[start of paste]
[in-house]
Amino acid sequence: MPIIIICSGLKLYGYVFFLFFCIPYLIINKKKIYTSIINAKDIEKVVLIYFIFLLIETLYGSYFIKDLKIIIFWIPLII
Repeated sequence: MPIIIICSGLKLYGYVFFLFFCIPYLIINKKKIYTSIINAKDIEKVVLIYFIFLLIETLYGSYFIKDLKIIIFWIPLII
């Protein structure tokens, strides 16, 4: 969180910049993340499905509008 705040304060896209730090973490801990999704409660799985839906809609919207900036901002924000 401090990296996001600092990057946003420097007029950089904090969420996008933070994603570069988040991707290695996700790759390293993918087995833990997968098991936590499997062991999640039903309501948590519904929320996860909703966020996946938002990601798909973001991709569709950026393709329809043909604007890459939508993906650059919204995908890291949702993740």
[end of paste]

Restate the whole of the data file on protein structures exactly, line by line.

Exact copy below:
[in-house]
Amino acid sequence: MPIIIICSGLKLYGYVFFLFFCIPYLIINKKKIYTSIINAKDIEKVVLIYFIFLLIETLYGSYFIKDLKIIIFWIPLII
Repeated sequence: MPIIIICSGLKLYGYVFFLFFCIPYLIINKKKIYTSIINAKDIEKVVLIYFIFLLIETLYGSYFIKDLKIIIFWIPLII
């Protein structure tokens, strides 16, 4: 969180910049993340499905509008 705040304060896209730090973490801990999704409660799985839906809609919207900036901002924000 401090990296996001600092990057946003420097007029950089904090969420996008933070994603570069988040991707290695996700790759390293993918087995833990997968098991936590499997062991999640039903309501948590519904929320996860909703966020996946938002990601798909973001991709569709950026393709329809043909604007890459939508993906650059919204995908890291949702993740």